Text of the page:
By Alec Stimac ’19
17 years. 17 years Mr. Arthur roamed these hallways we do now, a man who has left a long legacy here on this school, and embodied what Saint Ignatius High School wants all their students to achieve: not only being a Man for Others, but always living the Magis (the more).
Having him as my Physical Education teacher this semester has been a great blessing. He is always full of energy, charisma, and character—always wanting the best for his students and striving to be the best model he can be. Whether it be shown through his boisterous humor, his intense love for food, or his good sportsmanship, Mr. Arthur makes an impact on us everyday. Physical education to him was not just about the sports, but how to work as a team and work on ourselves. He always wanted us to work together and get better as a group because that is how we each became stronger on our own. Learning how to throw a ball was good, but understanding how to deal with failure was even better; communicating with your classmates on the field was good, but giving your classmate a high five after bringing in some runs was even better. It was always about finding more in the sport, and Mr. Arthur did that with passion. I have never met a person more caring about the work he does and as excited to begin a brand new day with some high school students. And while I never had the opportunity to know him sooner, I am very glad I have gotten to know him now before his retirement. He will continue to impact our school through the relationships he has built not only with the faculty, but the students who will tell his stories on their Saint Ignatius High School journey.
Mr. Arthur started teaching here in 1980. Fr. Walsh was the president and he was hired in June of that year. He not only taught at Saint Ignatius High School, but at Trinity High School as a World History teacher, and both St. Monica in Garfield Heights and Saint Peter and Paul as a combination job in the past. Hired alongside Mr. Michals and Mr. Avcolie in July, Mr. Arthur was chosen to be the department chair of the Physical Education department.
When talking with Mr. Arthur about the article, he remenised to the olden days: when Murphy Field House was not yet built, the days of Wasmer Field as an area of natural mud, and when freshman were required to take both health and physical education. He coached freshman football for 2 years, and then acted as a varsity assistant for the basketball team under the famous coach Marty Chambers. He went on to become the JV coach for the basketball team at Ignatius, and eventually head coach, which he served for 6 years. On his side all throughout the ride was Coach Frank O’Brian, who supported Mr. Arthur as the varsity assistant.
Not to forget, Mr. Arthur was also Dean of Students for 6 years. Mr. Pete Corrigan, the principal at the time, encouraged Arthur to take the position. It not only helped him become a better teacher and administrator, but allowed him to see a student’s perspective of life. “There is more that our kids have going on than just school (at home) – are a big part of what our students deal with every day. As the dean you get to know a little bit more and gain new perspective. I believe I was a fair dean and very understanding during my term.”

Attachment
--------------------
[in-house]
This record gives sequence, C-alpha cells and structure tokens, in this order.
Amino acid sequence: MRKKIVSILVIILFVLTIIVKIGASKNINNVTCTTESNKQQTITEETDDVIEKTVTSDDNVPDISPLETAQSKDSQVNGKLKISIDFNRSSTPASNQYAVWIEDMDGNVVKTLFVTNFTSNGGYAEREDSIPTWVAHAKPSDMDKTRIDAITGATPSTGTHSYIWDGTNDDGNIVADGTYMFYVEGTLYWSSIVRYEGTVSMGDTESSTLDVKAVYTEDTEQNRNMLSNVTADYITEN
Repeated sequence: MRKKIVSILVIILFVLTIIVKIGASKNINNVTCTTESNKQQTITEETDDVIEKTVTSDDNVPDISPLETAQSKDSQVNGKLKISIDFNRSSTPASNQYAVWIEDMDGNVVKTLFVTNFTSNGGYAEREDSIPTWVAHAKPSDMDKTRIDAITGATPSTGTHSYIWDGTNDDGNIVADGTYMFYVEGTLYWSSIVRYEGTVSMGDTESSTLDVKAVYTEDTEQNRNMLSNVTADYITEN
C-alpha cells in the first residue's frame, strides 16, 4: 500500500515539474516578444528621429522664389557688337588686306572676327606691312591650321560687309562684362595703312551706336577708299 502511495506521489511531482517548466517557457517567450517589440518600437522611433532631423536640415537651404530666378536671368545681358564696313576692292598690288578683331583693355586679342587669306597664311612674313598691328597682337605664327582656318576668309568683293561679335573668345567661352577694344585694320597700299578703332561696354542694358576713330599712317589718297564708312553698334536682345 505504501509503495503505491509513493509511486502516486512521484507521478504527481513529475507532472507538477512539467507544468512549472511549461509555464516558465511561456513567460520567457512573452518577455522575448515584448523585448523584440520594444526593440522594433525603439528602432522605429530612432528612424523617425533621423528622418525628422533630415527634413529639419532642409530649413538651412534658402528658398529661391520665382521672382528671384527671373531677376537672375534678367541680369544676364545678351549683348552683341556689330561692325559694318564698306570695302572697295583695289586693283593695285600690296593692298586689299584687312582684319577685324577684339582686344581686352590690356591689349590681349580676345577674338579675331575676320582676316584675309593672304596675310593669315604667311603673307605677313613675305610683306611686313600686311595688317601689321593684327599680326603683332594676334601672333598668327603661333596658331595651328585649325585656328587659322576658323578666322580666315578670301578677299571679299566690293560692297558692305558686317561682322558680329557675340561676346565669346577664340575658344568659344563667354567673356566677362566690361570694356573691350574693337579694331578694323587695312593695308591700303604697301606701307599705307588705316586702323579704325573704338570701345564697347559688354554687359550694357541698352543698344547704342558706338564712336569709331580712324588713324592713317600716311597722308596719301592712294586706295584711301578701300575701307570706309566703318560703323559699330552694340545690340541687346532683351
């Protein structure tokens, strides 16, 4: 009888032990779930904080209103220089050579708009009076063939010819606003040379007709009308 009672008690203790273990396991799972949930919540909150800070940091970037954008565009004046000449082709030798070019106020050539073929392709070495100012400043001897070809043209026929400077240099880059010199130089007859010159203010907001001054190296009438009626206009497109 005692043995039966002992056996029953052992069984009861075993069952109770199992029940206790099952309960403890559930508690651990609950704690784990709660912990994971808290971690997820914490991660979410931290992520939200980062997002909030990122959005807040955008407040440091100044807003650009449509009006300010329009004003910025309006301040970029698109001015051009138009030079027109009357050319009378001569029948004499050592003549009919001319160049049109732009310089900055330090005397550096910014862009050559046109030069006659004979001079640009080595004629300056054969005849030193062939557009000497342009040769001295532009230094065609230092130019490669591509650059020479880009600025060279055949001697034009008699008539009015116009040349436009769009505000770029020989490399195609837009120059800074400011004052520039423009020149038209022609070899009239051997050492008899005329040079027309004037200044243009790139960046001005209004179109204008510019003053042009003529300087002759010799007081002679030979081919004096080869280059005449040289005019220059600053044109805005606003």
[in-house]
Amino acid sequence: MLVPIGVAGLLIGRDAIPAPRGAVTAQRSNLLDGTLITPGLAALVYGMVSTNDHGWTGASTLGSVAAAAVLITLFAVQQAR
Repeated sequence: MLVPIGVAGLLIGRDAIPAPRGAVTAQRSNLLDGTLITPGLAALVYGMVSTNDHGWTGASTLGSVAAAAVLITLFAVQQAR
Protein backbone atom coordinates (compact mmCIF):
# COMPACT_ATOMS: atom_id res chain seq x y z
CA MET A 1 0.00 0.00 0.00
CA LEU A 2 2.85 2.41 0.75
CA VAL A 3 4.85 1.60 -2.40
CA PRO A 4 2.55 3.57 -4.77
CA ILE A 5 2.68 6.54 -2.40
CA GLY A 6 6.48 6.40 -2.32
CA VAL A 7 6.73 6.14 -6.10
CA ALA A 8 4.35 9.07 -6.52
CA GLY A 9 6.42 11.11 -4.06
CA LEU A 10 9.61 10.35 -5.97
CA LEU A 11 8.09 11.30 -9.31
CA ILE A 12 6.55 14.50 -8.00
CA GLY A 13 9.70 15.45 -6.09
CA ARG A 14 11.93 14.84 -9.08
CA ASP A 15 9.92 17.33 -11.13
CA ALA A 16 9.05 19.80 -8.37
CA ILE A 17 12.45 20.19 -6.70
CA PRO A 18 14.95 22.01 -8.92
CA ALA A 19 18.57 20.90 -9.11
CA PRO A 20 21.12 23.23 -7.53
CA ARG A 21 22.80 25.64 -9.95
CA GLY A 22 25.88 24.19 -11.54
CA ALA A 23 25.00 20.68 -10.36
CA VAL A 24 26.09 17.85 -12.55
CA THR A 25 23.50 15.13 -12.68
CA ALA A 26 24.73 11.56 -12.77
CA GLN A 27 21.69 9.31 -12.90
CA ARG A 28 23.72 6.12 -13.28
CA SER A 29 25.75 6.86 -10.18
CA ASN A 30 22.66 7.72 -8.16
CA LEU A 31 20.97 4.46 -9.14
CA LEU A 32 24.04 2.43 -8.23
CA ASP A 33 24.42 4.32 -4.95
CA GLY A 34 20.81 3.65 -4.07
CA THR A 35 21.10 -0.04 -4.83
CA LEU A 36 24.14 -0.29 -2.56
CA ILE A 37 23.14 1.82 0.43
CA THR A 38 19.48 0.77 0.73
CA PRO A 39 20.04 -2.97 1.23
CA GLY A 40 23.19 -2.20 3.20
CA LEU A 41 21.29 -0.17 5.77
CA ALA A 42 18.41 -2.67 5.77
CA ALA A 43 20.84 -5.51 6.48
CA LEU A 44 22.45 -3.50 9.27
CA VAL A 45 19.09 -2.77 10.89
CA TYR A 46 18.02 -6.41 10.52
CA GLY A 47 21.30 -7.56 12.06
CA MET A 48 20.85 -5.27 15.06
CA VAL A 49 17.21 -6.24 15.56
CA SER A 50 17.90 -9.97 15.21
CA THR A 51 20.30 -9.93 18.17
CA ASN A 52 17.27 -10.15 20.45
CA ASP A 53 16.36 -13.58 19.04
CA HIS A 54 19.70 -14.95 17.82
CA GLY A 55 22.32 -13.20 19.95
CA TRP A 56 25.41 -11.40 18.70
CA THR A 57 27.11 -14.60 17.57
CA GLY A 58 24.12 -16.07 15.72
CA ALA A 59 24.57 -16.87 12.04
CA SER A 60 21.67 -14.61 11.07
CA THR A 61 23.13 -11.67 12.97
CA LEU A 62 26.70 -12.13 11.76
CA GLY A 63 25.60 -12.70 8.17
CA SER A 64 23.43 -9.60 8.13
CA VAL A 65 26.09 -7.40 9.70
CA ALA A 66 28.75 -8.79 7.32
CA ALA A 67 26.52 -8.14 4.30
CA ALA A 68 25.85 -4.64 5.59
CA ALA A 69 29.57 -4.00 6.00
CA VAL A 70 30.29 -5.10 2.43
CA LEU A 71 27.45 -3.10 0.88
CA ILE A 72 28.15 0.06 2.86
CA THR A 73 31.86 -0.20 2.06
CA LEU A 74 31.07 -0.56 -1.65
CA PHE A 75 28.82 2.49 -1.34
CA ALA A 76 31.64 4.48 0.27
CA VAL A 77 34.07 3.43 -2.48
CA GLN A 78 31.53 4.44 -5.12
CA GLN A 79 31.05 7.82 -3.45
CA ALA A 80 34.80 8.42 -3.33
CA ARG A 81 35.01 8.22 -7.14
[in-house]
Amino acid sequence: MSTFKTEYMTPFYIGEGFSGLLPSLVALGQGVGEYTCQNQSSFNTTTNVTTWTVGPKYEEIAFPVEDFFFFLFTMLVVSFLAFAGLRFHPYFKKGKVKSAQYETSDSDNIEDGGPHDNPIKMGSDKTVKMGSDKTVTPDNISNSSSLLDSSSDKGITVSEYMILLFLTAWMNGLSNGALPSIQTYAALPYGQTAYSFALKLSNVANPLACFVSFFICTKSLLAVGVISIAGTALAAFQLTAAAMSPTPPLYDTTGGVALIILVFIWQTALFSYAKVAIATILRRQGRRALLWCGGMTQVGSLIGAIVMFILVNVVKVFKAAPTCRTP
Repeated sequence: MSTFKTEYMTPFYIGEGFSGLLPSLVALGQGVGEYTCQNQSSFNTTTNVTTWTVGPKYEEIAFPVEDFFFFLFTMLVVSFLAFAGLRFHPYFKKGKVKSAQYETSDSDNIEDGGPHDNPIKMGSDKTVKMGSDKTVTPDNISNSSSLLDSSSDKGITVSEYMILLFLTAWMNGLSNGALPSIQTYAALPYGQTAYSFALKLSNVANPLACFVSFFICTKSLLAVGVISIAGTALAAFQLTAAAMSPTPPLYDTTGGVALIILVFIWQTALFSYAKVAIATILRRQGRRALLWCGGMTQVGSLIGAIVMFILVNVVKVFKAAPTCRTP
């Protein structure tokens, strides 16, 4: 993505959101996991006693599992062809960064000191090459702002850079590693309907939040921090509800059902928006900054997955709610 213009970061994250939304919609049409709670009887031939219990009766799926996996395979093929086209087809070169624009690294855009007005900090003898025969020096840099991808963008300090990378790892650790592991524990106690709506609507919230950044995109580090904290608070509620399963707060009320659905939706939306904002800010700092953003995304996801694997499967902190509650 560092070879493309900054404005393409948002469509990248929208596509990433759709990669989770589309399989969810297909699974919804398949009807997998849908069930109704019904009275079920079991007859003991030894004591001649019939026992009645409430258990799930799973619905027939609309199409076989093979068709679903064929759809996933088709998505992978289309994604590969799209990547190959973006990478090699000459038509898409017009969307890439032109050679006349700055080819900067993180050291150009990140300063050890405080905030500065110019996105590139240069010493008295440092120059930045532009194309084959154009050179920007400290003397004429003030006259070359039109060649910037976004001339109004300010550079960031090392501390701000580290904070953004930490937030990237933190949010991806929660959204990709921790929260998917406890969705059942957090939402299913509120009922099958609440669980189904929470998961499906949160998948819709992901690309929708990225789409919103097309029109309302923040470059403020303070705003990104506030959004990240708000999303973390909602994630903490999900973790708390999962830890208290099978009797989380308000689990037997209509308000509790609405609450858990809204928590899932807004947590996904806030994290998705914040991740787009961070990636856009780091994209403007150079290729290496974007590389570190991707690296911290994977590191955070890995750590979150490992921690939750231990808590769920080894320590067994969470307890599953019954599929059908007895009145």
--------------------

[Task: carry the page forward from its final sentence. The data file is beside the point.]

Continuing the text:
When he came back to a position in the Phys. Ed Department, he saw all the changes, especially Murphy field house, in a major way as a plus for the department. To have a facility during the school day for intramurals and open gym was important to not only him but Mr. Michaels. Teams were not allowed in Murphy until after 5 o’clock so kids who do not do sports can finally play. Wasmer Field was new too. Mr. Arthur said, “the drainage was exceptional and there were no problems during the games.”
When I asked Mr. Arthur what is going to be sticking with him he said, “The alumni here are fantastic and unbelievable with what they are willing to give back. Having taught for 39 years was remarkable. The colleagues and students I worked with have blessed my life.”
His best memory was coaching the basketball team in 1987, winning 18 games in a row, while knocking off the #1 team two weeks in a row. “They were a remarkable group of young men.” And there were trying times with the passing of Mr. Skerl and Mr. Michaels.
“In the end, I’m approaching life in an easy going way. I don’t look at all the fancy things in life. I grew up on the Southeast side of Cleveland from a blue collar family. That working family has instilled values in me that I wouldn’t change for the world.” And while many believe Mr. Arthur should have been a Jesuit (especially his mom), he got really close working at a Jesuit Institution. It was all about sacrifice for the students and it made his heart warm. He wouldn’t have it any other way. “I have truly been blessed.”
Mr. Arthur leaves us with this advice: “Work hard, and follow your dreams and I think you’ll achieve success. It might not always come out the way you think, but somehow it will all work out.”
Thank you, Mr. Arthur, for all you’ve done for our school. You will be missed, but never forgotten!